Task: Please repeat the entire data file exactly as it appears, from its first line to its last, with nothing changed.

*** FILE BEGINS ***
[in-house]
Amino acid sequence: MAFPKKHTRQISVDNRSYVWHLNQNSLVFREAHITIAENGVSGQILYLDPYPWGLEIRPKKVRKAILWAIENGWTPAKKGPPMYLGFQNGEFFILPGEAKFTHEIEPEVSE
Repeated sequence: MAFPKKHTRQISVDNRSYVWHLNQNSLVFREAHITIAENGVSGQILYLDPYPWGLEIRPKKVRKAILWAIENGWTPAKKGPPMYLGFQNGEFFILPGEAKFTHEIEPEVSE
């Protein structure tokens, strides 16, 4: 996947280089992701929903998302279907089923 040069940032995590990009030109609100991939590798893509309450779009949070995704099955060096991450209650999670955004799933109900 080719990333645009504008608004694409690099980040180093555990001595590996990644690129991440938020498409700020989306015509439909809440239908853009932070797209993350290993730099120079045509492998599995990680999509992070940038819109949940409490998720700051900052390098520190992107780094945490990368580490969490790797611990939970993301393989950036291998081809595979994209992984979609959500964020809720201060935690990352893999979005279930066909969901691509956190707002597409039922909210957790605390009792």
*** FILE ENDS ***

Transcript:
[in-house]
Amino acid sequence: MAFPKKHTRQISVDNRSYVWHLNQNSLVFREAHITIAENGVSGQILYLDPYPWGLEIRPKKVRKAILWAIENGWTPAKKGPPMYLGFQNGEFFILPGEAKFTHEIEPEVSE
Repeated sequence: MAFPKKHTRQISVDNRSYVWHLNQNSLVFREAHITIAENGVSGQILYLDPYPWGLEIRPKKVRKAILWAIENGWTPAKKGPPMYLGFQNGEFFILPGEAKFTHEIEPEVSE
């Protein structure tokens, strides 16, 4: 996947280089992701929903998302279907089923 040069940032995590990009030109609100991939590798893509309450779009949070995704099955060096991450209650999670955004799933109900 080719990333645009504008608004694409690099980040180093555990001595590996990644690129991440938020498409700020989306015509439909809440239908853009932070797209993350290993730099120079045509492998599995990680999509992070940038819109949940409490998720700051900052390098520190992107780094945490990368580490969490790797611990939970993301393989950036291998081809595979994209992984979609959500964020809720201060935690990352893999979005279930066909969901691509956190707002597409039922909210957790605390009792």